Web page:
Hi Bob - check it out! http://gherlache.blogspot.com/

How can I use Blogs in my classroom?
At the site below it provides some good starting points and that is what I need. Examples are:

Use a blog to post assignments, handouts, and notices. You can also put up study notes and have students take turns summarizing what happened in school that day. Certainly the posting of assignments and study notes (for me probably power point slides) would provide a quick access to what was covered, what needs to be done and perhaps adding where we are heading.
Grading policy, emergency situation notices, syllabus... can be posted to help provide additional course background information.

I reviewed the comments to the posed question: Can online learning be as effective as classroom learning? I also took time to vote my opinion. With the kids growing up with technology as part of thier day to day lives, I think it is important to employ some of those technologies into my classes. Not to the point that I will develop strickly online classes but use a blended approach to traditional and technology based learning. How would I do that, well with just starting out teaching I will need to take little steps. The practice blog for the course could be revamped to focus on the certificate program I am developing. Providing hints, links to technical data, and the typical lab and home work assignment information. Well, I am sure I could do more but, it provides a starting point! The comment by Kevin Handy was pretty interesting from a perspective of teacher employment:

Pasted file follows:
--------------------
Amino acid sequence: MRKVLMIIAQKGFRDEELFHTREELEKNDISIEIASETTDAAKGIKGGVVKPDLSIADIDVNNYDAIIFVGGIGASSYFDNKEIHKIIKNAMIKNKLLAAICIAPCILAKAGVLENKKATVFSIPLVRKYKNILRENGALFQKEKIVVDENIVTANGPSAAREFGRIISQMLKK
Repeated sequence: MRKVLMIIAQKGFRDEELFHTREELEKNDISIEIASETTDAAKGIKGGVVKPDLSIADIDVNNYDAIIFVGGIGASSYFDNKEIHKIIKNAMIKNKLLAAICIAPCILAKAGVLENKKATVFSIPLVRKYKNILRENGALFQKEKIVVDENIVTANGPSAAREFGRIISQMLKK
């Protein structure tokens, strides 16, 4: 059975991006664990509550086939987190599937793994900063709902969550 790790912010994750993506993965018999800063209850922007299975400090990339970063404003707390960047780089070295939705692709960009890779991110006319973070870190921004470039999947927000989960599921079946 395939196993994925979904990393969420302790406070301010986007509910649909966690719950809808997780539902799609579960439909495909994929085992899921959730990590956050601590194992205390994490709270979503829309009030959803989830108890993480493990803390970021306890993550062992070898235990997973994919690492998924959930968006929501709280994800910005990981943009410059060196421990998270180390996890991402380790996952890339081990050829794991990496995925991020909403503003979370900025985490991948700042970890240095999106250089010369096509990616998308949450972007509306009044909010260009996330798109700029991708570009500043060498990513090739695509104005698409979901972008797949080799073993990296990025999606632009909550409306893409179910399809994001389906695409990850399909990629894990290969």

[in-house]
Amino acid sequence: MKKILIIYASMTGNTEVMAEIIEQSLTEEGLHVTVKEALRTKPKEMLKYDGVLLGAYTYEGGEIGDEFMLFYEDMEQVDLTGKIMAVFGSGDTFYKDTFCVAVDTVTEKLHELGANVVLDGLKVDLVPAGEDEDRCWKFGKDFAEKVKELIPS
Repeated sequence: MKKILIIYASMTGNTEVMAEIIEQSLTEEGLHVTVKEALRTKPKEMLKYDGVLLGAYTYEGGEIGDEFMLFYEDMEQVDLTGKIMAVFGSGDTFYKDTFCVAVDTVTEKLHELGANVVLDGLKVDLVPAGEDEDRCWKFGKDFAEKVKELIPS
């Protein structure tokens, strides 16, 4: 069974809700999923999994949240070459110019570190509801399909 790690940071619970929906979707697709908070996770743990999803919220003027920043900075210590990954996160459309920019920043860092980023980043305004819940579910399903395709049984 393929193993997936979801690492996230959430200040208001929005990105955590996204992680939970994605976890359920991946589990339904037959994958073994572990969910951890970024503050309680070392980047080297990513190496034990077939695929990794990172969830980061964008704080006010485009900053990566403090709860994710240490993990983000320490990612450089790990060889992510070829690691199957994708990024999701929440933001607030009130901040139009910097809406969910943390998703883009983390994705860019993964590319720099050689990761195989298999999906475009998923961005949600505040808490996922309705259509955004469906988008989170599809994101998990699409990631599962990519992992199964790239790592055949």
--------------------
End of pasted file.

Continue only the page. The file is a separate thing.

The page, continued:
A fresh approach to teaching gives professionals choices

Submitted by Kevin Handy (not verified) on May 10, 2008 - 21:10.

The concept that online learning will mean the end of teaching is both true and false. The fact is that online learning will always require an approach that is different. Online learning requires at least four actors: instructional designers to create good quality learning that adheres to standards of all kinds, developers with specialty skills in technology and good quality multimedia skills and training. You could combine two roles but not more. Then you absolutely need people who are subject matter experts - people who know the subject inside and out at the level appropriate for the learning. And last but not least you absolutely need facilitators. Teachers in the classroom today will be able to choose from many options. Teaching in 2008 will absolutely change before 2015. And thank goodness. Because teaching needs a fresh approach that gives professionals choices.

Where will Blogs fit into my curriculum?

I ran across a neat timeline feature on the web still in beta form. It is called " xtimeline", perhaps you already know of it. I had been thinking of trying to develop a way for students in my Digital Communications class to research applications covered in class and have them find and report back to the group on a specific "real world" application of the current protocol/application we are covering in class. The xtimeline applications seem like a good fit. I invited you to be a member to take a peek at a potential starting point for me. I hope you find it interesting and hopefully applicable. I believe timelines could be developed for each of the course I will be teaching and used as a common ground for students to view each others research and gain from what everyone finds out in the real world applications with minimal efforts on individuals themselves.